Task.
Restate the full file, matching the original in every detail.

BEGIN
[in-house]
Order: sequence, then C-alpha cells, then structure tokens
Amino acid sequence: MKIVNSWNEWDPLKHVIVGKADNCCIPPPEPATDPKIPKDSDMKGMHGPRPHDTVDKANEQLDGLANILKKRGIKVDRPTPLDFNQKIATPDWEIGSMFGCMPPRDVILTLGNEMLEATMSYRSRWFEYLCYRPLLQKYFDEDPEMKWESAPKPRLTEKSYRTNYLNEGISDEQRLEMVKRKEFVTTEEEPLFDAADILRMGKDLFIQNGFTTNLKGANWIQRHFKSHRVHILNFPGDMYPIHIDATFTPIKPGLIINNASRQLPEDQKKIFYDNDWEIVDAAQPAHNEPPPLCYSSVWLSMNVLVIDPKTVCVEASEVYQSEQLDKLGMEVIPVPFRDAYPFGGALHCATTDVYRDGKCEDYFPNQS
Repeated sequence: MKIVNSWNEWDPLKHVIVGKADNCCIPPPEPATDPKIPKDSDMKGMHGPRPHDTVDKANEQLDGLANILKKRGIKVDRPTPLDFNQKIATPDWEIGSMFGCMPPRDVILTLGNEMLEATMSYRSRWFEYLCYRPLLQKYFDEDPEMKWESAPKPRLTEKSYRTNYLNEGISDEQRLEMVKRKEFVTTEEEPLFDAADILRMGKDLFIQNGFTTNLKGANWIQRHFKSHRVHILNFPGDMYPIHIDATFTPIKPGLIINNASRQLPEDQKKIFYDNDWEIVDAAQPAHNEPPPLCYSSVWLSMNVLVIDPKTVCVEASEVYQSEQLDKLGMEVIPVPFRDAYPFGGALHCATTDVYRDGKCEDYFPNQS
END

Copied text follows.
[in-house]
Order: sequence, then C-alpha cells, then structure tokens
Amino acid sequence: MKIVNSWNEWDPLKHVIVGKADNCCIPPPEPATDPKIPKDSDMKGMHGPRPHDTVDKANEQLDGLANILKKRGIKVDRPTPLDFNQKIATPDWEIGSMFGCMPPRDVILTLGNEMLEATMSYRSRWFEYLCYRPLLQKYFDEDPEMKWESAPKPRLTEKSYRTNYLNEGISDEQRLEMVKRKEFVTTEEEPLFDAADILRMGKDLFIQNGFTTNLKGANWIQRHFKSHRVHILNFPGDMYPIHIDATFTPIKPGLIINNASRQLPEDQKKIFYDNDWEIVDAAQPAHNEPPPLCYSSVWLSMNVLVIDPKTVCVEASEVYQSEQLDKLGMEVIPVPFRDAYPFGGALHCATTDVYRDGKCEDYFPNQS
Repeated sequence: MKIVNSWNEWDPLKHVIVGKADNCCIPPPEPATDPKIPKDSDMKGMHGPRPHDTVDKANEQLDGLANILKKRGIKVDRPTPLDFNQKIATPDWEIGSMFGCMPPRDVILTLGNEMLEATMSYRSRWFEYLCYRPLLQKYFDEDPEMKWESAPKPRLTEKSYRTNYLNEGISDEQRLEMVKRKEFVTTEEEPLFDAADILRMGKDLFIQNGFTTNLKGANWIQRHFKSHRVHILNFPGDMYPIHIDATFTPIKPGLIINNASRQLPEDQKKIFYDNDWEIVDAAQPAHNEPPPLCYSSVWLSMNVLVIDPKTVCVEASEVYQSEQLDKLGMEVIPVPFRDAYPFGGALHCATTDVYRDGKCEDYFPNQS